I do not know if this happens to a lot of other students that are found at every transformation talk at their university, but I always get that “oh, so which department [it is assumed it is one within the Humanities Faculty] are you from” question during refreshments, and it is usually because I asked a question to the researcher after the presentation.
The reaction to my answer, “the Geology Department”, is always met with “oh, that’s strange, I thought you were in sociology or something, science students do not really care about social issues”. Which makes me wonder how the natural sciences students became notorious for being indifferent of the world we live in despite our work being meant to fulfill a role in that very world.
My involvement in projects about social issues is not out of interest, it is out of necessity as I am living in a world that categorises human beings, and what we have access to is affected by the limiting categories that we are arbitrarily placed in. Our categories, whether raced, classed, gendered, etc., affect all spheres of our lives right down to whether we can survive a drought comfortably or not. The reality of sustainable and equal water access is the motivation behind my chosen degree.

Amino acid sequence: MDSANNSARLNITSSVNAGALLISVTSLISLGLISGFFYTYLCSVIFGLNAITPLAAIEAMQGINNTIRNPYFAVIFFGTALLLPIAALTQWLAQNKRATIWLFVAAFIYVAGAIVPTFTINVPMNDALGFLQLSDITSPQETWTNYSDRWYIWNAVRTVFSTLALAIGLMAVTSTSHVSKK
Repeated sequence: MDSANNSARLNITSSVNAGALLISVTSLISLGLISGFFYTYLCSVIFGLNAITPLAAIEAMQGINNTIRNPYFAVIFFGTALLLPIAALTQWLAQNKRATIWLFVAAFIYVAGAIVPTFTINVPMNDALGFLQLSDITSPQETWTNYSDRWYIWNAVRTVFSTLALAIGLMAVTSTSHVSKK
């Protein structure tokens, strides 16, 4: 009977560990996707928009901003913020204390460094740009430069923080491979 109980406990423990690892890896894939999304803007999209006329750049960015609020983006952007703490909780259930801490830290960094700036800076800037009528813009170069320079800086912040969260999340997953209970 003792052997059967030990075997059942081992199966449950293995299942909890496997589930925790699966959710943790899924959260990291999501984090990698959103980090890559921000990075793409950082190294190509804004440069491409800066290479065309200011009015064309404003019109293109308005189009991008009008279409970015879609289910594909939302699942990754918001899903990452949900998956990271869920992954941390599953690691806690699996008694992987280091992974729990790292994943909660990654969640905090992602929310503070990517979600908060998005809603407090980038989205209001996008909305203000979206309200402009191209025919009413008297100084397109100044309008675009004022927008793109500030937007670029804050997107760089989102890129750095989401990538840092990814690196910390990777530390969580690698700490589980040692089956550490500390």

Because I think it is important [and because I want to get less confused faces when I say I study hydrogeology] I have added a groundwater basics video to this blog so you may see where my work fits in to solving some problems and how you are affected. You will see from the video that it is impossible to be active in my field without considering the social issues that the people I aim to serve face. I am very happy that I am finally figuring out how to use science meaningfully to assert positive change.